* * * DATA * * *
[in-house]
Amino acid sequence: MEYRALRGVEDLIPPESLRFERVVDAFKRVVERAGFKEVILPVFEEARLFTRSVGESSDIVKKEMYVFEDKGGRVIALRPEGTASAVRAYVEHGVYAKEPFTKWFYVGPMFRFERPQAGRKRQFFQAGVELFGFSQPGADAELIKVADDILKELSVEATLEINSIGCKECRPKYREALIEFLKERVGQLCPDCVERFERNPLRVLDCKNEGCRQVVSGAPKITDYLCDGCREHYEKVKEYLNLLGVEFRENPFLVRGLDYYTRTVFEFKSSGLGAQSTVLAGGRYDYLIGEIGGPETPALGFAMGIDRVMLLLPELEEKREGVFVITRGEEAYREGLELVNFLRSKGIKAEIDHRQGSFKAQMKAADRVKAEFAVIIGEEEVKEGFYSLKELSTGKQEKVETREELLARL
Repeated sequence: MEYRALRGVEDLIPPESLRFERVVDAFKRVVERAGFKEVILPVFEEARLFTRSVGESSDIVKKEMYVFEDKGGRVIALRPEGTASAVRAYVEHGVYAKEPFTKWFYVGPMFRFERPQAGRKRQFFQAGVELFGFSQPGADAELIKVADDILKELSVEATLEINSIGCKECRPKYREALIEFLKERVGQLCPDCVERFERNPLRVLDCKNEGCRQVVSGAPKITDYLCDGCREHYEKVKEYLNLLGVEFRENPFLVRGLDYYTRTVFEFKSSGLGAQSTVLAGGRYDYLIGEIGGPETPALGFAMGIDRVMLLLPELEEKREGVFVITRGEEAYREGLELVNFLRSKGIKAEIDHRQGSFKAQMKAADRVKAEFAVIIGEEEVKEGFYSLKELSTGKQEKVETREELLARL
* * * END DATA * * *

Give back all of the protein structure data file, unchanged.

[in-house]
Amino acid sequence: MEYRALRGVEDLIPPESLRFERVVDAFKRVVERAGFKEVILPVFEEARLFTRSVGESSDIVKKEMYVFEDKGGRVIALRPEGTASAVRAYVEHGVYAKEPFTKWFYVGPMFRFERPQAGRKRQFFQAGVELFGFSQPGADAELIKVADDILKELSVEATLEINSIGCKECRPKYREALIEFLKERVGQLCPDCVERFERNPLRVLDCKNEGCRQVVSGAPKITDYLCDGCREHYEKVKEYLNLLGVEFRENPFLVRGLDYYTRTVFEFKSSGLGAQSTVLAGGRYDYLIGEIGGPETPALGFAMGIDRVMLLLPELEEKREGVFVITRGEEAYREGLELVNFLRSKGIKAEIDHRQGSFKAQMKAADRVKAEFAVIIGEEEVKEGFYSLKELSTGKQEKVETREELLARL
Repeated sequence: MEYRALRGVEDLIPPESLRFERVVDAFKRVVERAGFKEVILPVFEEARLFTRSVGESSDIVKKEMYVFEDKGGRVIALRPEGTASAVRAYVEHGVYAKEPFTKWFYVGPMFRFERPQAGRKRQFFQAGVELFGFSQPGADAELIKVADDILKELSVEATLEINSIGCKECRPKYREALIEFLKERVGQLCPDCVERFERNPLRVLDCKNEGCRQVVSGAPKITDYLCDGCREHYEKVKEYLNLLGVEFRENPFLVRGLDYYTRTVFEFKSSGLGAQSTVLAGGRYDYLIGEIGGPETPALGFAMGIDRVMLLLPELEEKREGVFVITRGEEAYREGLELVNFLRSKGIKAEIDHRQGSFKAQMKAADRVKAEFAVIIGEEEVKEGFYSLKELSTGKQEKVETREELLARL